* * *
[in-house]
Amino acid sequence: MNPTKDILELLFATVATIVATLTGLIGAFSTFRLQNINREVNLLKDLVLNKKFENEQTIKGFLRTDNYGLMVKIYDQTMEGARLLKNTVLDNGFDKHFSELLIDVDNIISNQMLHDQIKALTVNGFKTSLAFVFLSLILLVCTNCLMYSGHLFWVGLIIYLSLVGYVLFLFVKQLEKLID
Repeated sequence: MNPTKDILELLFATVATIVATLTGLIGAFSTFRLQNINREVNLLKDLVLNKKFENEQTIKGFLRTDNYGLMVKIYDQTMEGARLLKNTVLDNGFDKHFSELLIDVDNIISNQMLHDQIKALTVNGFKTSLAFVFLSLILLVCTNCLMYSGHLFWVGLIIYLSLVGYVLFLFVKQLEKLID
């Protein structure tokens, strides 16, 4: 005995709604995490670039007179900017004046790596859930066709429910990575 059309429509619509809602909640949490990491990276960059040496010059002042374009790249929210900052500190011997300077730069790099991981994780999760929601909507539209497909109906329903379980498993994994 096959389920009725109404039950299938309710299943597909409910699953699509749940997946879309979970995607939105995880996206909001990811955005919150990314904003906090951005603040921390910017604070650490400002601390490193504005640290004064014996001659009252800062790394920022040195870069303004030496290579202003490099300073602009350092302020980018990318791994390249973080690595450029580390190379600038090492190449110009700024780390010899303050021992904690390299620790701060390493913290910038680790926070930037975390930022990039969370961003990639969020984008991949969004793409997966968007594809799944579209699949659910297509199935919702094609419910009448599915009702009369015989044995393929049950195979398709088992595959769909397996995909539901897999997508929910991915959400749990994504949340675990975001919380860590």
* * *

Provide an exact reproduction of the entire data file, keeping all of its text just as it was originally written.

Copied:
[in-house]
Amino acid sequence: MNPTKDILELLFATVATIVATLTGLIGAFSTFRLQNINREVNLLKDLVLNKKFENEQTIKGFLRTDNYGLMVKIYDQTMEGARLLKNTVLDNGFDKHFSELLIDVDNIISNQMLHDQIKALTVNGFKTSLAFVFLSLILLVCTNCLMYSGHLFWVGLIIYLSLVGYVLFLFVKQLEKLID
Repeated sequence: MNPTKDILELLFATVATIVATLTGLIGAFSTFRLQNINREVNLLKDLVLNKKFENEQTIKGFLRTDNYGLMVKIYDQTMEGARLLKNTVLDNGFDKHFSELLIDVDNIISNQMLHDQIKALTVNGFKTSLAFVFLSLILLVCTNCLMYSGHLFWVGLIIYLSLVGYVLFLFVKQLEKLID
């Protein structure tokens, strides 16, 4: 005995709604995490670039007179900017004046790596859930066709429910990575 059309429509619509809602909640949490990491990276960059040496010059002042374009790249929210900052500190011997300077730069790099991981994780999760929601909507539209497909109906329903379980498993994994 096959389920009725109404039950299938309710299943597909409910699953699509749940997946879309979970995607939105995880996206909001990811955005919150990314904003906090951005603040921390910017604070650490400002601390490193504005640290004064014996001659009252800062790394920022040195870069303004030496290579202003490099300073602009350092302020980018990318791994390249973080690595450029580390190379600038090492190449110009700024780390010899303050021992904690390299620790701060390493913290910038680790926070930037975390930022990039969370961003990639969020984008991949969004793409997966968007594809799944579209699949659910297509199935919702094609419910009448599915009702009369015989044995393929049950195979398709088992595959769909397996995909539901897999997508929910991915959400749990994504949340675990975001919380860590």